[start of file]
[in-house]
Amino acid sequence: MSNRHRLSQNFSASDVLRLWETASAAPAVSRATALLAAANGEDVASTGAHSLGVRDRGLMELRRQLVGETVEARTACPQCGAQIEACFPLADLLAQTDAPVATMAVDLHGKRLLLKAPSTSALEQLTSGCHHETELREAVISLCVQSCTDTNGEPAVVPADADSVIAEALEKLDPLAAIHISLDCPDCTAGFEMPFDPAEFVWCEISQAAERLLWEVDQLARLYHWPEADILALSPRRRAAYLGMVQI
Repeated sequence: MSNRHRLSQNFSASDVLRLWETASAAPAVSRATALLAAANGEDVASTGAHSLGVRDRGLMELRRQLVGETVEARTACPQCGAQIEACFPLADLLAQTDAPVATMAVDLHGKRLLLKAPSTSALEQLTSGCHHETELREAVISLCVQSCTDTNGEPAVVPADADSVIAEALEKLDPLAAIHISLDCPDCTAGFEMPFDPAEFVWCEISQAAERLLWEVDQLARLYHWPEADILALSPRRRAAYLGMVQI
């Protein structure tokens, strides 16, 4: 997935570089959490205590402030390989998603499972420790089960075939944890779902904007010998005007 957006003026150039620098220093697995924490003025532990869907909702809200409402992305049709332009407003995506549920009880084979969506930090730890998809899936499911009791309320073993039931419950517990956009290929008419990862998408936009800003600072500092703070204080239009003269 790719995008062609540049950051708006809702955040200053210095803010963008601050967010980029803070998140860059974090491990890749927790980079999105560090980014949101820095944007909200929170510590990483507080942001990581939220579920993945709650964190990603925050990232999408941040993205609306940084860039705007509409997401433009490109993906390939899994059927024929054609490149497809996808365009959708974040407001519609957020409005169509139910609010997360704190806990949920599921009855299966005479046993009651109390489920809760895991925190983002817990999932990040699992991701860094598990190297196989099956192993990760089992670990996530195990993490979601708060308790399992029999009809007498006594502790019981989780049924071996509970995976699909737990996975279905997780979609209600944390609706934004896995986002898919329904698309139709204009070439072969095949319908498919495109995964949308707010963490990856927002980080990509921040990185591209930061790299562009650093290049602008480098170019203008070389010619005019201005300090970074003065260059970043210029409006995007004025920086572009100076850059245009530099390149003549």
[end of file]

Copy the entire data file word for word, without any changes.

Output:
[in-house]
Amino acid sequence: MSNRHRLSQNFSASDVLRLWETASAAPAVSRATALLAAANGEDVASTGAHSLGVRDRGLMELRRQLVGETVEARTACPQCGAQIEACFPLADLLAQTDAPVATMAVDLHGKRLLLKAPSTSALEQLTSGCHHETELREAVISLCVQSCTDTNGEPAVVPADADSVIAEALEKLDPLAAIHISLDCPDCTAGFEMPFDPAEFVWCEISQAAERLLWEVDQLARLYHWPEADILALSPRRRAAYLGMVQI
Repeated sequence: MSNRHRLSQNFSASDVLRLWETASAAPAVSRATALLAAANGEDVASTGAHSLGVRDRGLMELRRQLVGETVEARTACPQCGAQIEACFPLADLLAQTDAPVATMAVDLHGKRLLLKAPSTSALEQLTSGCHHETELREAVISLCVQSCTDTNGEPAVVPADADSVIAEALEKLDPLAAIHISLDCPDCTAGFEMPFDPAEFVWCEISQAAERLLWEVDQLARLYHWPEADILALSPRRRAAYLGMVQI
């Protein structure tokens, strides 16, 4: 997935570089959490205590402030390989998603499972420790089960075939944890779902904007010998005007 957006003026150039620098220093697995924490003025532990869907909702809200409402992305049709332009407003995506549920009880084979969506930090730890998809899936499911009791309320073993039931419950517990956009290929008419990862998408936009800003600072500092703070204080239009003269 790719995008062609540049950051708006809702955040200053210095803010963008601050967010980029803070998140860059974090491990890749927790980079999105560090980014949101820095944007909200929170510590990483507080942001990581939220579920993945709650964190990603925050990232999408941040993205609306940084860039705007509409997401433009490109993906390939899994059927024929054609490149497809996808365009959708974040407001519609957020409005169509139910609010997360704190806990949920599921009855299966005479046993009651109390489920809760895991925190983002817990999932990040699992991701860094598990190297196989099956192993990760089992670990996530195990993490979601708060308790399992029999009809007498006594502790019981989780049924071996509970995976699909737990996975279905997780979609209600944390609706934004896995986002898919329904698309139709204009070439072969095949319908498919495109995964949308707010963490990856927002980080990509921040990185591209930061790299562009650093290049602008480098170019203008070389010619005019201005300090970074003065260059970043210029409006995007004025920086572009100076850059245009530099390149003549």